09/06/2016 BBC Business Live


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This is Business Live from BBC News with Ben Thompson and Sally Bundock.


How do you get the head of the IMF, the Chairman of Google


and the former head of the CIA in a room together?


Invite them to a Bilderberg meeting of course!


Live in London, it's our top story on Thursday 9th June.


It's a top secret conference attended by the world's


We'll decipher exactly what goes on and why it's so secretive.


of euros in fines from a French court for it's 'UberPop' service.


But is it just another small bump in the road


And markets look like this, as the European Central Bank


unleashes another round of bond buying.


But is the bank throwing good money after bad?


And we'll be getting the inside track on the world


of high fashion and why the head of Dior thinks people


need to learn to wait if they want luxurious goods.


And as a new report says using Facebook at work can actually


what's your biggest distraction when you should be working?


Chatting to colleagues, online shopping, or just


Shrouded in mystery, a target for conspiracy theorists,


The Bilderberg meeting has acquired a reputation for secrecy


The summit is attended by many of the world's most powerful


people and this year's gathering begins today in Dresden,


The guest list is as varied as it is high powered.


It includes the head of the IMF, Christine Lagarde, Sir John Sawers,


the former head of MI6, David Petraeus, the former director


of the CIA, the king of the Netherlands,


Willem-Alexander, Reid Hoffman, the founder of LinkedIn and Thomas


The key topics for discussion this year include China, migration


into Europe and the US political landscape.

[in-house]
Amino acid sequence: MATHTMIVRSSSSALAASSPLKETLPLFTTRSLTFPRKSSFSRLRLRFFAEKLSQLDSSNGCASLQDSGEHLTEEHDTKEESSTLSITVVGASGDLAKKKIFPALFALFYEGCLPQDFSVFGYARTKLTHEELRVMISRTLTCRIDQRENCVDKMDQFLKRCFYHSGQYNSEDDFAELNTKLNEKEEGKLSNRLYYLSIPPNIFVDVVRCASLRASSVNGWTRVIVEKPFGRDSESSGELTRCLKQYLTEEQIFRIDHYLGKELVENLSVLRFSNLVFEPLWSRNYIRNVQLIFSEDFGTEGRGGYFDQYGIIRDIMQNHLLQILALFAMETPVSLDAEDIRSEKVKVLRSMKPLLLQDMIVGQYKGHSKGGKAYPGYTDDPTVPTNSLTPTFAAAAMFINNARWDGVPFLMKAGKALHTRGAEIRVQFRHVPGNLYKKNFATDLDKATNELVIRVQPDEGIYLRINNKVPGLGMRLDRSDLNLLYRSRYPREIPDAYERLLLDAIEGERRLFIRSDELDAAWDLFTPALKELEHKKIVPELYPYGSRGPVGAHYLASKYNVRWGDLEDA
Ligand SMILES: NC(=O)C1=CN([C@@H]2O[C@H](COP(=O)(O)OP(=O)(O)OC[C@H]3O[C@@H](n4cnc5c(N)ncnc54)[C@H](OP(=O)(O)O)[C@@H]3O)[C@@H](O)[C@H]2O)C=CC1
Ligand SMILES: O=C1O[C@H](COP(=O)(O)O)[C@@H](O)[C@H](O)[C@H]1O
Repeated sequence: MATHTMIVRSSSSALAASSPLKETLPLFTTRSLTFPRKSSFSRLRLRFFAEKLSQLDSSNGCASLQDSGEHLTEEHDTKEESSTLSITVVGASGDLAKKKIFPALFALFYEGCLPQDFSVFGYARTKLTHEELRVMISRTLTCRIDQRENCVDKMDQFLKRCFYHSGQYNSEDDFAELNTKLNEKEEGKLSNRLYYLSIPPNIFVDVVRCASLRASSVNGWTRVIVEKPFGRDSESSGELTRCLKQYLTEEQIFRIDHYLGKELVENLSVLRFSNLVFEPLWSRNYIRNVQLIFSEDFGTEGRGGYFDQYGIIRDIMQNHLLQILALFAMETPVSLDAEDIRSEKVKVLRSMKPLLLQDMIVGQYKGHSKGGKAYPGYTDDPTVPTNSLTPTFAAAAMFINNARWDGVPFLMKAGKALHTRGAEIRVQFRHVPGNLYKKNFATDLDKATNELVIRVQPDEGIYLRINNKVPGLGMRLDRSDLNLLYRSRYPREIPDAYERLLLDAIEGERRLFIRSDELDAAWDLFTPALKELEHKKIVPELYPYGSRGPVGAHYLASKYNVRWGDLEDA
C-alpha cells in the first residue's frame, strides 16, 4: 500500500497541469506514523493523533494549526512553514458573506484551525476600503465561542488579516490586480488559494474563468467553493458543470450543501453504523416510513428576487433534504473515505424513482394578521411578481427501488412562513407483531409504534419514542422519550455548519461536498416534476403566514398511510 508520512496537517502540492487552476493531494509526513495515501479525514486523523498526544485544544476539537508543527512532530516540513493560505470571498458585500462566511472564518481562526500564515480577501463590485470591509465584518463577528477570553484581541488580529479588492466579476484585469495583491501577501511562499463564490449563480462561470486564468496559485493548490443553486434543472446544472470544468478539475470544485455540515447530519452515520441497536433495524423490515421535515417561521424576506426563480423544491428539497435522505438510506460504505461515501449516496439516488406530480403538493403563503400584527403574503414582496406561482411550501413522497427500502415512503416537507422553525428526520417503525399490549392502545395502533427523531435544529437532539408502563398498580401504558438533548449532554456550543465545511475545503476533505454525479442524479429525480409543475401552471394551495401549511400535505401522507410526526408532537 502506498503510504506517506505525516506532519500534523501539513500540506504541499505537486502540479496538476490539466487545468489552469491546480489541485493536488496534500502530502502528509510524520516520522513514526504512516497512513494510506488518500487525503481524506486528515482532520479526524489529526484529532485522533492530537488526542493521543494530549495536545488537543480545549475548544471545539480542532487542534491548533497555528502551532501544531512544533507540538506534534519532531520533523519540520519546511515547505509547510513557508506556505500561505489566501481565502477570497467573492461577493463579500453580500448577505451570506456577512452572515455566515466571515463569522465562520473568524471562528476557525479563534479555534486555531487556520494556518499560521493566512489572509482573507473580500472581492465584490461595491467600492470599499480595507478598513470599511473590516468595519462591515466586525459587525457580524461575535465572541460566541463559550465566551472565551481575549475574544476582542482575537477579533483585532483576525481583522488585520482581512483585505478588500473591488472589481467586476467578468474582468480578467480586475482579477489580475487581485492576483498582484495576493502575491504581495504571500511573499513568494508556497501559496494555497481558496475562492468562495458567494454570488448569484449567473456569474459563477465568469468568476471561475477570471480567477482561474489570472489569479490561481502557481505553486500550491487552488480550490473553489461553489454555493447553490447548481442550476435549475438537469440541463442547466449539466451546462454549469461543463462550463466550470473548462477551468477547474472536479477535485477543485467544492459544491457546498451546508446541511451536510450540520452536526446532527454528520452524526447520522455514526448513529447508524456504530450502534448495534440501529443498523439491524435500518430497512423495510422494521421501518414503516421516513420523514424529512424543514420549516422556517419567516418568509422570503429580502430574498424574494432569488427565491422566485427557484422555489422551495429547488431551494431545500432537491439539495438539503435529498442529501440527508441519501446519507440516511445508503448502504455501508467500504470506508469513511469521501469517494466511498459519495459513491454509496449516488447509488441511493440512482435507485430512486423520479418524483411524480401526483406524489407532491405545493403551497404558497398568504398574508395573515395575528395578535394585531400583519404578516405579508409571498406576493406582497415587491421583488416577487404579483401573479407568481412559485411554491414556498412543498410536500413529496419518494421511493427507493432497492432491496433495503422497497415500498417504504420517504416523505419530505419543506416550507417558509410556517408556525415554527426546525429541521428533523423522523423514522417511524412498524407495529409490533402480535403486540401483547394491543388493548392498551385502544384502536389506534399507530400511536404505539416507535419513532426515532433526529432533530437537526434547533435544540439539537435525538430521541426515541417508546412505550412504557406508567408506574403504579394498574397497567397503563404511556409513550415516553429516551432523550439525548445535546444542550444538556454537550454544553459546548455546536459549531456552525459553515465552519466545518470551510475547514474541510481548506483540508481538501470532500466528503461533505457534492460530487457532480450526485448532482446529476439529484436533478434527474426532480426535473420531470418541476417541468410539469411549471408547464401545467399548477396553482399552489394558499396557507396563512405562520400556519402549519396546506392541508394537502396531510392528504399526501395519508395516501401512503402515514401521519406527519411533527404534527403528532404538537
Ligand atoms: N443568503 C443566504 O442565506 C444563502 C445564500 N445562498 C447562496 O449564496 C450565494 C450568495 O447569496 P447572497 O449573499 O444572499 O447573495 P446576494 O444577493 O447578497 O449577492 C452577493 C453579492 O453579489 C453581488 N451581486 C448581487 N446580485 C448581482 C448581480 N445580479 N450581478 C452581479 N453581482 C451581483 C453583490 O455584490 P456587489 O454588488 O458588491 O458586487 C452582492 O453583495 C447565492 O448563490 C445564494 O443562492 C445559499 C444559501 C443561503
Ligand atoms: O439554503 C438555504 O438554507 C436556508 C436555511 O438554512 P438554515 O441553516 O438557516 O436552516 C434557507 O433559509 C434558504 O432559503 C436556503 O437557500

The Bilderberg group claim that the conference is simply


"A forum for informal discussions about major issues


However, many have criticised its secrecy.


There are no minutes from any of the meetings,


no press reports and no interviews at all and those at the meeting


say it's a place where real decisions are done


I'm joined by Izabella Kaminska, blogger at the Financial Times.


How intrigued are you buy this? Everybody speculates what goes on,


but my personal opinion is that it is a bit more mundane than we


appreciate. But yes, they will be having frank discussions in a safe


space where they can say what is space where they can say what is


going on in their minds? Do they need that safe space? It is


underrated how important that safe space is. Really we are talking


about an elite that does not get a chance to socialise in a safe space


at all, so they need sometimes an environment that is safe to get out


of their areas, because they are all focused on their own particular


areas. They do not have many opportunities to do that, so this is


a kind of retreat where they can speak openly and say things that


they might otherwise not be able to say openly. Over the years many


conspiracies have been swirling around about what is discussed and


agreed, even stories out there that the next US president is chosen, but


is it a problem it is not transparent? It is becoming more


transparent. Back in the days they did not announce any details of who


was attending or the agenda. In the last few years they have published


the participation list and they have presented us with the agendas. But


also what used to take place, when you look at that, you realise a lot


of the times that the meetings were not ahead of the curve, they were


behind the curve. In 2008 they did not mention anything about them


potential financial crisis. I do not know if they are pushing the agenda,


as much as following the news. China, the migration crisis, all